Book Review

Hard Times in America

Five facts that show half of America is seriously struggling

By Paul Buchheit

Happy Monday! S&P 500 now up ten percent for year—CNN Money 

Third-quarter U.S. economic growth strongest in 11 years—Reuters 

The U.S. economy is on a tear—Wall Street Journal 

Half of our nation, by all reasonable estimates of human need, is in poverty. The jubilant headlines above speak for people whose view is distorted by growing financial wealth. The argument for a barely surviving half of America has been made before, but important new data is available to strengthen the case. 

1. No money for unexpected bills

A recent Bankrate poll found that almost two-thirds of Americans didn’t have savings available to cover a $500 repair bill or a $1,000 emergency room visit.

A related Pew survey concluded that over half of U.S. households have less than one month’s income in readily available savings, and that ALL their savings—including retirement funds—amounted to only about four months of income. 

And young adults? A negative savings rate, as reported by the Wall Street Journal. Before the recession their savings rate was a reasonably healthy five percent.

2. Forty percent collapse in household wealth

Over half of Americans have good reason to feel poor. Between 2007 and 2013 median wealth dropped a shocking 40 percent, leaving the poorest half with negative wealth (because of debt), and a full 60 percent of households owning, in total, about as much as the nation’s 94 richest individuals.

People of color fare the worst, with half of Black households owning less than $11,000 in total wealth, and Hispanic households less than $14,000. The median net worth for white households is about $142,000.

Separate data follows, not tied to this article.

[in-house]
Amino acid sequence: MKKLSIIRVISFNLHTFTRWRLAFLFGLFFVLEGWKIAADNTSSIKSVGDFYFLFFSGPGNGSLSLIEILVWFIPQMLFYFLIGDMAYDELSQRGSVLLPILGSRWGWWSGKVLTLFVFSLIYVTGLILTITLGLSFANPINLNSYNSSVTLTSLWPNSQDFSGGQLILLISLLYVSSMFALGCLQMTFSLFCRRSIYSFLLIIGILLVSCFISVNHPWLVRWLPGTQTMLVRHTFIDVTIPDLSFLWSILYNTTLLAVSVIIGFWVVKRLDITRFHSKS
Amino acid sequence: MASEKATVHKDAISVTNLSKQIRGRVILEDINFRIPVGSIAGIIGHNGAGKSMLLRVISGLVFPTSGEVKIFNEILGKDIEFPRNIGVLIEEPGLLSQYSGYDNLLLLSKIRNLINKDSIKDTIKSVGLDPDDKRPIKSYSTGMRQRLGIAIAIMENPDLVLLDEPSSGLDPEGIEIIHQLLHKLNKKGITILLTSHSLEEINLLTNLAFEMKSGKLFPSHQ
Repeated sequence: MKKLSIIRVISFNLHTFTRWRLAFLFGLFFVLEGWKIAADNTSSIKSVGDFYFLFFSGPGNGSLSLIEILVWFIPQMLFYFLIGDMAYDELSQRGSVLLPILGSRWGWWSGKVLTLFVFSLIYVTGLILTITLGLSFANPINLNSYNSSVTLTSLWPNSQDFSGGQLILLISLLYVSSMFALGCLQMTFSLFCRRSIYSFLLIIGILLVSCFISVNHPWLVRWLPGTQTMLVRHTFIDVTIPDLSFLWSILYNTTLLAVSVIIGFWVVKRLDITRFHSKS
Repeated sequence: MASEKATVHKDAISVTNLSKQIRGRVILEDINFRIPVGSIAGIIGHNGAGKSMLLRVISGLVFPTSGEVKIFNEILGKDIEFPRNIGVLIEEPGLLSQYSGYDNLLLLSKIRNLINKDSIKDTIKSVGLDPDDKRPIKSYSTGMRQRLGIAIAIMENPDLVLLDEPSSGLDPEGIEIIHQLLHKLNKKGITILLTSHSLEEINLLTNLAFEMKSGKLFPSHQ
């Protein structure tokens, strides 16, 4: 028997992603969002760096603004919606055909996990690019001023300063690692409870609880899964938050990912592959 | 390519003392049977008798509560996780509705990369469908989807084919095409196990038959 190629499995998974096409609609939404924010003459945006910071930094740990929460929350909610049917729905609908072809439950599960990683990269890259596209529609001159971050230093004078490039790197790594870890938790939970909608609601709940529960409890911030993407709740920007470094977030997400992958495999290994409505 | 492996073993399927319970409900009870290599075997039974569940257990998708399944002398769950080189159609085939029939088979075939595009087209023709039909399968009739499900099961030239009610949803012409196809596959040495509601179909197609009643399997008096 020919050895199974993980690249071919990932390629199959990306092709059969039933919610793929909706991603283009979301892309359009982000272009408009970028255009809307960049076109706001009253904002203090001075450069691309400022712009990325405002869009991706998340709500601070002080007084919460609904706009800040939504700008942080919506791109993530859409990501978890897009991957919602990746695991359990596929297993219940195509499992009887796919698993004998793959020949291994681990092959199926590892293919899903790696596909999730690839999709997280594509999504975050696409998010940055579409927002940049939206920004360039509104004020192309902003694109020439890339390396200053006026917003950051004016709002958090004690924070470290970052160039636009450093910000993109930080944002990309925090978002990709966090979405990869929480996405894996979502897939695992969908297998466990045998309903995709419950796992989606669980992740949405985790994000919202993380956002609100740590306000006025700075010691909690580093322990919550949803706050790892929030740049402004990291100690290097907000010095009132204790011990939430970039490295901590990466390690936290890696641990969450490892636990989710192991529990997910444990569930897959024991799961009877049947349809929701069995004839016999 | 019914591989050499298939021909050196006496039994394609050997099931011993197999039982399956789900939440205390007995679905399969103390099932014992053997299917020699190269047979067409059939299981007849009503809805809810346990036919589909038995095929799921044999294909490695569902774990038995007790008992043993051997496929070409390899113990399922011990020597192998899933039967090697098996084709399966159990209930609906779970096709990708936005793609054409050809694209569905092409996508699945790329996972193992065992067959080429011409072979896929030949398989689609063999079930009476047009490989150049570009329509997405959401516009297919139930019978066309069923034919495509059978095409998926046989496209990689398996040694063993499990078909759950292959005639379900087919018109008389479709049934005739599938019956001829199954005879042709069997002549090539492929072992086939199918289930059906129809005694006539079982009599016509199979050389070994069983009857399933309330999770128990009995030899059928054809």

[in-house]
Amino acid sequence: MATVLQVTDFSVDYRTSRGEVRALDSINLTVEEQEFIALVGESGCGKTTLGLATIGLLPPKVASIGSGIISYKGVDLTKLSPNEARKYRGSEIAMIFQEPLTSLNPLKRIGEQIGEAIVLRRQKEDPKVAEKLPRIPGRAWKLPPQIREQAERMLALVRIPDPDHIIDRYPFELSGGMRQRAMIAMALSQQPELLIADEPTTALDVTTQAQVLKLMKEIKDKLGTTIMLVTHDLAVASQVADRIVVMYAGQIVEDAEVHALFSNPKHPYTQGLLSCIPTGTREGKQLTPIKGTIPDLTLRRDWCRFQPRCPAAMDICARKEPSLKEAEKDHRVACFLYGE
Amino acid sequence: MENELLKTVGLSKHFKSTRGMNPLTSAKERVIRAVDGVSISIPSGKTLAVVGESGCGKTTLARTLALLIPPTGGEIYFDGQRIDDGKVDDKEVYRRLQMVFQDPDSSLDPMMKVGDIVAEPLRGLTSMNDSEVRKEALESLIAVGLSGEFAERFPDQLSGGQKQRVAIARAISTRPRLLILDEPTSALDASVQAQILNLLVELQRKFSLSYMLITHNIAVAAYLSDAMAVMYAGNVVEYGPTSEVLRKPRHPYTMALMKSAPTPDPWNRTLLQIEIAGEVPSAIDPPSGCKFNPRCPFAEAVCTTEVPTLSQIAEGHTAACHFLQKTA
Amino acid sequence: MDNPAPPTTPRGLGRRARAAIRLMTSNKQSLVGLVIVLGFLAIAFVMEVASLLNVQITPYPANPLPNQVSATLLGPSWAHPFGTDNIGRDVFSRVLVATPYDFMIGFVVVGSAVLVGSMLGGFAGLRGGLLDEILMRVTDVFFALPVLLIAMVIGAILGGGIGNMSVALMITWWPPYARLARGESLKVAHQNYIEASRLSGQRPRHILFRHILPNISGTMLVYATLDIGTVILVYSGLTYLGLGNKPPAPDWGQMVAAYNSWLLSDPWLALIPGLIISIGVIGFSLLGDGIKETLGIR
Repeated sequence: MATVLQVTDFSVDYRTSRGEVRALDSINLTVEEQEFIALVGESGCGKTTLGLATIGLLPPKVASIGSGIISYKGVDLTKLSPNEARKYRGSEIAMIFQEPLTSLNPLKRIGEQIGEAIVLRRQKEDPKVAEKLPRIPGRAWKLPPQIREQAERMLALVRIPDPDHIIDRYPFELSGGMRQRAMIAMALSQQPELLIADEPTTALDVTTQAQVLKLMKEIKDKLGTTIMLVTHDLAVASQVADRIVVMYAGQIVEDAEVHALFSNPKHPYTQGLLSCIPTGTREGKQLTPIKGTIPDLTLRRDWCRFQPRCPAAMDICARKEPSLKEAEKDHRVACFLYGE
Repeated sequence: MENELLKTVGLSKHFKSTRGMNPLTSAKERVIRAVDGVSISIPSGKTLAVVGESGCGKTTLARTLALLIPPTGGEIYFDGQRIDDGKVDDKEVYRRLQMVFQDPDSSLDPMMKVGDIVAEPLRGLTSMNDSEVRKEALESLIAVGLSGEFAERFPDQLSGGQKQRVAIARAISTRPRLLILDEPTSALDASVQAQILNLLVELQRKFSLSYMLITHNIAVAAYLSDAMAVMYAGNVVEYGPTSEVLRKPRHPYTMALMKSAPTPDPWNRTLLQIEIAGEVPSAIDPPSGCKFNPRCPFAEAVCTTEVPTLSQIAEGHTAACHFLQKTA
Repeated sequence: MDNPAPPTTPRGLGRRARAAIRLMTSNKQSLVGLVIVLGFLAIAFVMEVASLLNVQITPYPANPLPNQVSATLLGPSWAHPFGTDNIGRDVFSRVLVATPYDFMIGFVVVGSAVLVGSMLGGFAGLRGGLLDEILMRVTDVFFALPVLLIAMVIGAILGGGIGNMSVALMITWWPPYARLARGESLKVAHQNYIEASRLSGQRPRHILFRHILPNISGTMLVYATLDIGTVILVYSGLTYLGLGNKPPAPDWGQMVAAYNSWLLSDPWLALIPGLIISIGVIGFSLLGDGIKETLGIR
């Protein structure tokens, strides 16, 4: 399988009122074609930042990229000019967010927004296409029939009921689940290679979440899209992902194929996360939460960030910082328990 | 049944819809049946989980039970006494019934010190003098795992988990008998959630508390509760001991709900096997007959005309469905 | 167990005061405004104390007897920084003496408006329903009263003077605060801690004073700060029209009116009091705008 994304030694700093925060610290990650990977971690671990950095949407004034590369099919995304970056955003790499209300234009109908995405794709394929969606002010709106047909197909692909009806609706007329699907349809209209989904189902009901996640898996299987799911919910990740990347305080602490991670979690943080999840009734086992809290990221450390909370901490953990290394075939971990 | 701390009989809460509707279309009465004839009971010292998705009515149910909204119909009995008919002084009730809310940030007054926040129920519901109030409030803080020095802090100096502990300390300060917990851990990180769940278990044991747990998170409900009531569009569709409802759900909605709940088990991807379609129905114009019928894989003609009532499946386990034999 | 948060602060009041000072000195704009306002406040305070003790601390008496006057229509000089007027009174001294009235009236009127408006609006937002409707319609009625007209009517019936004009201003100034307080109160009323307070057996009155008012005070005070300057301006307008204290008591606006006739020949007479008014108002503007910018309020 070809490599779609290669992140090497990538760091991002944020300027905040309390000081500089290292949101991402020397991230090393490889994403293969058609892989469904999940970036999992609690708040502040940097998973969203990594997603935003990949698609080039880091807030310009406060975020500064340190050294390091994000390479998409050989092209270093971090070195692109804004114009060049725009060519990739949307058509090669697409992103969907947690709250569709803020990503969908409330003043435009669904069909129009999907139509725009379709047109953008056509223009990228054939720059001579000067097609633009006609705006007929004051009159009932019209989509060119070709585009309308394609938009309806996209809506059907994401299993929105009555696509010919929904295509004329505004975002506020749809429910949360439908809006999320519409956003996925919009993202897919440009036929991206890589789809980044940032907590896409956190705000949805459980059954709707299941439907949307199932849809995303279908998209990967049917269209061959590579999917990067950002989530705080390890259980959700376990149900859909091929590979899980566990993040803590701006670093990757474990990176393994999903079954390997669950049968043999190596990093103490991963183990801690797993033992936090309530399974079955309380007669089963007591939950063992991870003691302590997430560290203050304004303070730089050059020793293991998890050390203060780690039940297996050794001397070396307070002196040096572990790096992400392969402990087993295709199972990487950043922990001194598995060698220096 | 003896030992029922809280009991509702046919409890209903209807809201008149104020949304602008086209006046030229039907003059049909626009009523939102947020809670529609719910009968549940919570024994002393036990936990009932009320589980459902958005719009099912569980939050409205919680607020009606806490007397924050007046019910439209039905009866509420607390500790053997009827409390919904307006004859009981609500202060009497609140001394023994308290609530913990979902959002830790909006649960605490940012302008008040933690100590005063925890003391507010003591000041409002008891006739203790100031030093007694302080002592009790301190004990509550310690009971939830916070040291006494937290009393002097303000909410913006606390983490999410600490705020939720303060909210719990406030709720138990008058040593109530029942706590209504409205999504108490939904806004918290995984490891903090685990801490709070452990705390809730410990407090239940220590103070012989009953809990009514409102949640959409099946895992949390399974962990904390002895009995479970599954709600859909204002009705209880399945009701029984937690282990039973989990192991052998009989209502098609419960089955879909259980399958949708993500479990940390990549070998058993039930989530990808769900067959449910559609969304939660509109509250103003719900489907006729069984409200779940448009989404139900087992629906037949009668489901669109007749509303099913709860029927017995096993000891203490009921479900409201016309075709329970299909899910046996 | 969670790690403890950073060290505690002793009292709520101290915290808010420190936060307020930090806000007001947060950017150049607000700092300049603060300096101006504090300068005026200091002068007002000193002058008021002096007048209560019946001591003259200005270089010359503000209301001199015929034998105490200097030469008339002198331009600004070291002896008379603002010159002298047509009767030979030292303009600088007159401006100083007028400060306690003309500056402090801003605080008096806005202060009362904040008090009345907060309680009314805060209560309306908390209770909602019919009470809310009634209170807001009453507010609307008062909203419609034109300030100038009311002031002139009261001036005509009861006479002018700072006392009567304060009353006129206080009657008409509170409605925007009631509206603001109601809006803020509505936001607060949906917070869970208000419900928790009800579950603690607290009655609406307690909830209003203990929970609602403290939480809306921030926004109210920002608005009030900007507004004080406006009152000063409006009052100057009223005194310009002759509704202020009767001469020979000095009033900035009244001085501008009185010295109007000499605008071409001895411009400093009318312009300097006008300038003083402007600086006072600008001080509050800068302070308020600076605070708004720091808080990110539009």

3. Cost of living surges
as income falls

 Official poverty measures are based largely on the food costs of the 1950s. But food costs have doubled since 1978, housing has more than tripled, and college tuition is eleven times higher. The cost of raising a child increased by 40 percent between 2000 and 2010.

And despite the gains from Obamacare, healthcare expenses continue to grow.

As all these essential costs have been going up, median household income has been going down since 2000, with the greatest drop occurring since 2009, as 95 percent of the post-recession income gains have gone to the richest one percent. 

4. Lots of new jobs (below
living wage)

 “Amazing” jobs report, apart from wages—Marketwatch 

Amazing at the top and at the bottom. According to the Federal Reserve Bank, there have been job gains at the highest paid level—engineering, finance, computer analysis; and there have been job gains at the lowest paid level—personal healthcare, retail, and food preparation.

But the jobs that kept the middle class out of poverty—education, construction, social services, transportation, and administration—have seen a decline since the recession, especially in the northeast. At a national level jobs gained are paying 23 percent less than jobs lost.

Worse yet, the lowest paid workers, those in housekeeping and home healthcare and food service, have seen their wages drop six to eight percent (although wages overall rose about two percent in 2014).

5. Our greatest shame: half of the children in poverty 

Over half of public school students are poor enough to qualify for lunch subsidies. There’s been a stunning 70 percent increase since the recession in the number of children on food stamps. State of Working America reported that almost half of black children under the age of six are living in poverty. 

The celebratory quotes about a booming economy seem so far away. 

Paul Buchheit teaches economic inequality at DePaul University. He is the founder and developer of the Web sites, and, and the editor and main author of American Wars: Illusions and Realities (Clarity Press).

AlterNet, February 8, 2015